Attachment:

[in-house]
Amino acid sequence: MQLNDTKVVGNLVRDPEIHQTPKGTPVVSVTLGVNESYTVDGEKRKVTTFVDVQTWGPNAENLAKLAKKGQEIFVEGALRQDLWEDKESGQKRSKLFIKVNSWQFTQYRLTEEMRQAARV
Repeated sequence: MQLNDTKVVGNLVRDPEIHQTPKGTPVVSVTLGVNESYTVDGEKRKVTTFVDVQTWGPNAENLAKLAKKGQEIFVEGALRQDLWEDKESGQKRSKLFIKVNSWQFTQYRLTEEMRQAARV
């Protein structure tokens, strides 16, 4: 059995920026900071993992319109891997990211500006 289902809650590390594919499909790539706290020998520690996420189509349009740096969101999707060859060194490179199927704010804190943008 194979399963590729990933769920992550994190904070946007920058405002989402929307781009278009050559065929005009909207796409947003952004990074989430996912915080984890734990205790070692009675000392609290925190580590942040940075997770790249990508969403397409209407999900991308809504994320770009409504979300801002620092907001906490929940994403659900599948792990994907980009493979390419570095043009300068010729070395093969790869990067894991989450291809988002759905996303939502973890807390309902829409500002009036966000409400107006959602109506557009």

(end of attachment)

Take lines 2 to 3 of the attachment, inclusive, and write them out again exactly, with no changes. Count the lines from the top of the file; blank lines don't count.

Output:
Amino acid sequence: MQLNDTKVVGNLVRDPEIHQTPKGTPVVSVTLGVNESYTVDGEKRKVTTFVDVQTWGPNAENLAKLAKKGQEIFVEGALRQDLWEDKESGQKRSKLFIKVNSWQFTQYRLTEEMRQAARV
Repeated sequence: MQLNDTKVVGNLVRDPEIHQTPKGTPVVSVTLGVNESYTVDGEKRKVTTFVDVQTWGPNAENLAKLAKKGQEIFVEGALRQDLWEDKESGQKRSKLFIKVNSWQFTQYRLTEEMRQAARV